EXPIRED: 09/17/09 – Charlie, 39, was a baby chimpanzee in Liberia destined to become some villager’s “bushmeat” meal when a U.S. mining contractor bought him and turned him over to the Oregon Zoo.
He was partial to blondes, knews that guys in ties are authority figures and invented his own sign language expression for M&Ms: “candy berries.”
At 39, he was deep into middle age, with wiry gray hair framing his face. His broad back dusted white, but his long arms, thick shoulders and dominating ways made him the peacemaker among the four squabbling females he lives with. And he could be dangerously cantankerous. He was known to throw chunks of wood at visitors to the Zoo, and once scored a direct hit on a radio reporter with a piece of poop. More frightening, he bit off the zoo director’s finger years ago.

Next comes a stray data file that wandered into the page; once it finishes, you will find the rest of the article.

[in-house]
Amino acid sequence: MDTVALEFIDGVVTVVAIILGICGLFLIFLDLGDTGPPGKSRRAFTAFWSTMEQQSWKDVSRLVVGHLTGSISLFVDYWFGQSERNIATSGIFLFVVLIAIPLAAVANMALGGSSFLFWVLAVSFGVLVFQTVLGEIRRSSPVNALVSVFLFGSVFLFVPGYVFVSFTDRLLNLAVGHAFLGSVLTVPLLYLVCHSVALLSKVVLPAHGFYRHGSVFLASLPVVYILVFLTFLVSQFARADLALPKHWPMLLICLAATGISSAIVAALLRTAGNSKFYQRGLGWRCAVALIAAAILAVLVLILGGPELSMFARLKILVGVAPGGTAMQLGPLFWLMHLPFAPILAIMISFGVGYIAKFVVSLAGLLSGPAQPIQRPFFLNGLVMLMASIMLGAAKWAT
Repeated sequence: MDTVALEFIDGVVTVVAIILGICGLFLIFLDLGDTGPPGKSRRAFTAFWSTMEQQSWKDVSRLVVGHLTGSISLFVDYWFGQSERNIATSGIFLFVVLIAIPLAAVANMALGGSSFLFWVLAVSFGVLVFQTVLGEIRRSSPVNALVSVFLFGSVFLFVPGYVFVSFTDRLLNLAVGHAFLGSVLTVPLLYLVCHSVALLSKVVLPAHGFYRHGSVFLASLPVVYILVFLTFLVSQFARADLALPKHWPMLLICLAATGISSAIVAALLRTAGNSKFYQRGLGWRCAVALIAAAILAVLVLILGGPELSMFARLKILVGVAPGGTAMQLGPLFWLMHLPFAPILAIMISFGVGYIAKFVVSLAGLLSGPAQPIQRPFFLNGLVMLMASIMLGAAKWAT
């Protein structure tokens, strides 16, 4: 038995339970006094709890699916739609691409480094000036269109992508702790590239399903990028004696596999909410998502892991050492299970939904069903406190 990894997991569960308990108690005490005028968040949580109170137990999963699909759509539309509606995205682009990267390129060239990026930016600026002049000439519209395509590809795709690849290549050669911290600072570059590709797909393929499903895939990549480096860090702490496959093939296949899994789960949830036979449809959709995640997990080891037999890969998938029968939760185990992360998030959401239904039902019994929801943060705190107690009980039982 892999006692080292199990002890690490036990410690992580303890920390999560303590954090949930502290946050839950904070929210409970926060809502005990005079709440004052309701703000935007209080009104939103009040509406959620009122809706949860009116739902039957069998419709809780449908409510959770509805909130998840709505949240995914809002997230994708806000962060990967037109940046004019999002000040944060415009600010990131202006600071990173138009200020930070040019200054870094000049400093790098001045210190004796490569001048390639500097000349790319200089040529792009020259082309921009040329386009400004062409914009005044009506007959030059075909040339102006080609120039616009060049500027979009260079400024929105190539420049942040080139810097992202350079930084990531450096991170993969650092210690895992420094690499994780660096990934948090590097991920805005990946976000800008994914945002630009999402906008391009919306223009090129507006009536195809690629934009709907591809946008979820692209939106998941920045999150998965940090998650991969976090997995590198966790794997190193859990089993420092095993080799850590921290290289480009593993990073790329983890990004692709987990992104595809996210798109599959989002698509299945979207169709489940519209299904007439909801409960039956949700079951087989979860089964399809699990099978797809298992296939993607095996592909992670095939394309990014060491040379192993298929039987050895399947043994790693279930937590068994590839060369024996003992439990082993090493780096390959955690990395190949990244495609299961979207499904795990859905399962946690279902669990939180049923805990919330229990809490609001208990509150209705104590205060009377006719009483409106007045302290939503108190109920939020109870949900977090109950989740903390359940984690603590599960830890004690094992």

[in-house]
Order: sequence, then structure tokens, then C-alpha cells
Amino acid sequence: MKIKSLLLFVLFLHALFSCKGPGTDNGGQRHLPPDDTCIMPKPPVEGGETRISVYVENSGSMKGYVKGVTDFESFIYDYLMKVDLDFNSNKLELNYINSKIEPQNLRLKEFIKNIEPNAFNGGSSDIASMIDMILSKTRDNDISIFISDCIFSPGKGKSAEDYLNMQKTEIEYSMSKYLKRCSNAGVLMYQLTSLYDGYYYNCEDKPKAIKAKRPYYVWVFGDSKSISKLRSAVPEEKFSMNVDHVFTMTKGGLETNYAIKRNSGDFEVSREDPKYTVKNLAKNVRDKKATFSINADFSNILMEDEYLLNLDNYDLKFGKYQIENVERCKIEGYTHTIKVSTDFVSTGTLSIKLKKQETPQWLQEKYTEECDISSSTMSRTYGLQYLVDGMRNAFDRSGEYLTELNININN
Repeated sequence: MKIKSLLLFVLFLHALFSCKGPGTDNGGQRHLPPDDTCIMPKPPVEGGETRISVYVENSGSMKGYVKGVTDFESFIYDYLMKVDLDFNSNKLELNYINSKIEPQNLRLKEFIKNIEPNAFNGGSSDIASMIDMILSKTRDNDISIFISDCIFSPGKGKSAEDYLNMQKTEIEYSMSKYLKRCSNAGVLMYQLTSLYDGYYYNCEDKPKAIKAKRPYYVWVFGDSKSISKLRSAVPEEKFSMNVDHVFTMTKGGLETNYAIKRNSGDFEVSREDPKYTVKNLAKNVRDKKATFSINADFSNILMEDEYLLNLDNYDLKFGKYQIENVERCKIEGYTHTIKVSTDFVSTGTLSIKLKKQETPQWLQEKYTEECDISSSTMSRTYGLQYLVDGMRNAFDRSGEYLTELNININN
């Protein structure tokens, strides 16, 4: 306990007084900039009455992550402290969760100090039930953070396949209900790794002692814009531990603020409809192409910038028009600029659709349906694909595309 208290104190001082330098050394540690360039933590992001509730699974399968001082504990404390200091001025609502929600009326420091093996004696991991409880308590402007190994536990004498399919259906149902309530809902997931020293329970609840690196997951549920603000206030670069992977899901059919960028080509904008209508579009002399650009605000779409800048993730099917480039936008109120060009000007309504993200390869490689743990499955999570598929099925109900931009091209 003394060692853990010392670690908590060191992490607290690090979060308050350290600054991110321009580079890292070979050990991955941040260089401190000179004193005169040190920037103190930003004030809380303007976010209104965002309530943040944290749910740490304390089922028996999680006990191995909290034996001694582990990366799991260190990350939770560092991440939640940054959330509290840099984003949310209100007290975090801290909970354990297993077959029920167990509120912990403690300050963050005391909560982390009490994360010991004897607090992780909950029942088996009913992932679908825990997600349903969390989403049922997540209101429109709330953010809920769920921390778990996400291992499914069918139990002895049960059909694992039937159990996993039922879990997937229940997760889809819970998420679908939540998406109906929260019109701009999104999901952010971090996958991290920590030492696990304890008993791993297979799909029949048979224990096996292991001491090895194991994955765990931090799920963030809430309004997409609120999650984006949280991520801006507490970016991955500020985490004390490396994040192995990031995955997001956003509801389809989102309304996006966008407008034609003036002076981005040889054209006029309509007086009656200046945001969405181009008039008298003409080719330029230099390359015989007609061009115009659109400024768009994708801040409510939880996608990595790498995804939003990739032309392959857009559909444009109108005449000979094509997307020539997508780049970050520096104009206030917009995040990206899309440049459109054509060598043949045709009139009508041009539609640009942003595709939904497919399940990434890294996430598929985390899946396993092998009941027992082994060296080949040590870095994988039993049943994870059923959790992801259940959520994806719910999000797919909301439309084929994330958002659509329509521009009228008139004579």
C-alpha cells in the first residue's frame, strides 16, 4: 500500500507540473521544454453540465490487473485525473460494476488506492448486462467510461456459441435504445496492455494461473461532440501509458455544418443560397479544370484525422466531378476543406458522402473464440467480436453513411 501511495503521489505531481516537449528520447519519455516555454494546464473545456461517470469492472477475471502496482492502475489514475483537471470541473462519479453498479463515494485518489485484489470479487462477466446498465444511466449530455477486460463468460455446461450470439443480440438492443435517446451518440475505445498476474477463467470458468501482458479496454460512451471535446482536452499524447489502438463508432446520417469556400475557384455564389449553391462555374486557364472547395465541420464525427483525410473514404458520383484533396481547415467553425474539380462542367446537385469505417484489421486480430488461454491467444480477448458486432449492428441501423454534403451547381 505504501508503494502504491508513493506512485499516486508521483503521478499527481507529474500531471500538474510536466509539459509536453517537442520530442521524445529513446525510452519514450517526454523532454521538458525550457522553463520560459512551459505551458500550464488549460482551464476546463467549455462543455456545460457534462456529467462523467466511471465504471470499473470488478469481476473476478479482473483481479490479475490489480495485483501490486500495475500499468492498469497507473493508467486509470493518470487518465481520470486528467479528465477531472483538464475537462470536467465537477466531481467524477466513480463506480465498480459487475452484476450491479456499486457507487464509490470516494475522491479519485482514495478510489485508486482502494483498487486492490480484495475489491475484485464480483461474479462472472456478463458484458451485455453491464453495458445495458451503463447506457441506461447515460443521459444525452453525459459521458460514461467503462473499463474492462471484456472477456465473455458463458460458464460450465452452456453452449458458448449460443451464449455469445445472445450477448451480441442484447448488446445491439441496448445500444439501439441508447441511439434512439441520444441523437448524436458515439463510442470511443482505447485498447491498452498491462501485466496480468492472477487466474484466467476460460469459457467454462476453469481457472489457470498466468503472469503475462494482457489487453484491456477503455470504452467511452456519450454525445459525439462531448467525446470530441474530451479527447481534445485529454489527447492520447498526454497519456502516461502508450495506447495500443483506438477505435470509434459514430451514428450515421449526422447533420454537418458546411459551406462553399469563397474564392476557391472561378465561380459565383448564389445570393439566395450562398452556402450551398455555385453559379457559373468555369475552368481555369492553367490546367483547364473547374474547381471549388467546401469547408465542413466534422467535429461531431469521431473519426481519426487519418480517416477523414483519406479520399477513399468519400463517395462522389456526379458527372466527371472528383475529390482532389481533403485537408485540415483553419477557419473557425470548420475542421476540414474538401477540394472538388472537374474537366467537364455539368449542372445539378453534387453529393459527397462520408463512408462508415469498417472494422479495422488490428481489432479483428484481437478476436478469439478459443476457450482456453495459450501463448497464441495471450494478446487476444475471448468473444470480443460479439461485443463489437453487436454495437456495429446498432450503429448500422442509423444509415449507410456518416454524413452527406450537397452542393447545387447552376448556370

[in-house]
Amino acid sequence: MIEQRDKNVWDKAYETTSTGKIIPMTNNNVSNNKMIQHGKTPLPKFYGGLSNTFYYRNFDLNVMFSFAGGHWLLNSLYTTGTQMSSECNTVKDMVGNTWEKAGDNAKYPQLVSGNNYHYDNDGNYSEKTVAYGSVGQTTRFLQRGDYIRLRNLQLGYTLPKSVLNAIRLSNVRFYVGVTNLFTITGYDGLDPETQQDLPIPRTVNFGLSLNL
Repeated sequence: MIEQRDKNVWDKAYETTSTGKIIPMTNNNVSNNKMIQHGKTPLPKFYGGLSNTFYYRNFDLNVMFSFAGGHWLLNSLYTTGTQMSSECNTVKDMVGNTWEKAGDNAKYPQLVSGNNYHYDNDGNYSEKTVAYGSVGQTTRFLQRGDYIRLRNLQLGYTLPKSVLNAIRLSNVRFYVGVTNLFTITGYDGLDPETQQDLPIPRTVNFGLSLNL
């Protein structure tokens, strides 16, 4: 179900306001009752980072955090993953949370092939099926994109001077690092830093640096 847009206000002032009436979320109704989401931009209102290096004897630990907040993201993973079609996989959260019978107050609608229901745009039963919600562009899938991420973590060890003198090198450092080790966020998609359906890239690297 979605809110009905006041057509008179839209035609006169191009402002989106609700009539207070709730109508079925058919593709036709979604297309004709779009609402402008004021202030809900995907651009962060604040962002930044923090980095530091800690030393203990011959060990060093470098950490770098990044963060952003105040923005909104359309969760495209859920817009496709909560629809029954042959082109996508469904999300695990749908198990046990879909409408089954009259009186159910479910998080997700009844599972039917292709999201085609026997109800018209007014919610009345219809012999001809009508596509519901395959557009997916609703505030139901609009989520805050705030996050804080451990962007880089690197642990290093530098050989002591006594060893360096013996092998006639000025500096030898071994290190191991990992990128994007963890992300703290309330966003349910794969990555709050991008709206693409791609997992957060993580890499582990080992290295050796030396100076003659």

Zoo employees say he was studious, keenly intelligent and surprisingly cooperative. He inspired a loyalty humans would envy: Dave Thomas, senior primate keeper, has been his ally and ambassador for the past 35 years. And when former keepers came to visit after years away, he remembered them.
Renowned chimp expert Jane Goodall was properly smitten. “You can see it in his eyes,” she said during a visit to Portland in the 1970s.
He was a Prince at the zoo. One minute he was fine, the next he was stone cold. The female chimps screamed. Vets at the zoo suspect he died suddenly of a heart attack or stroke.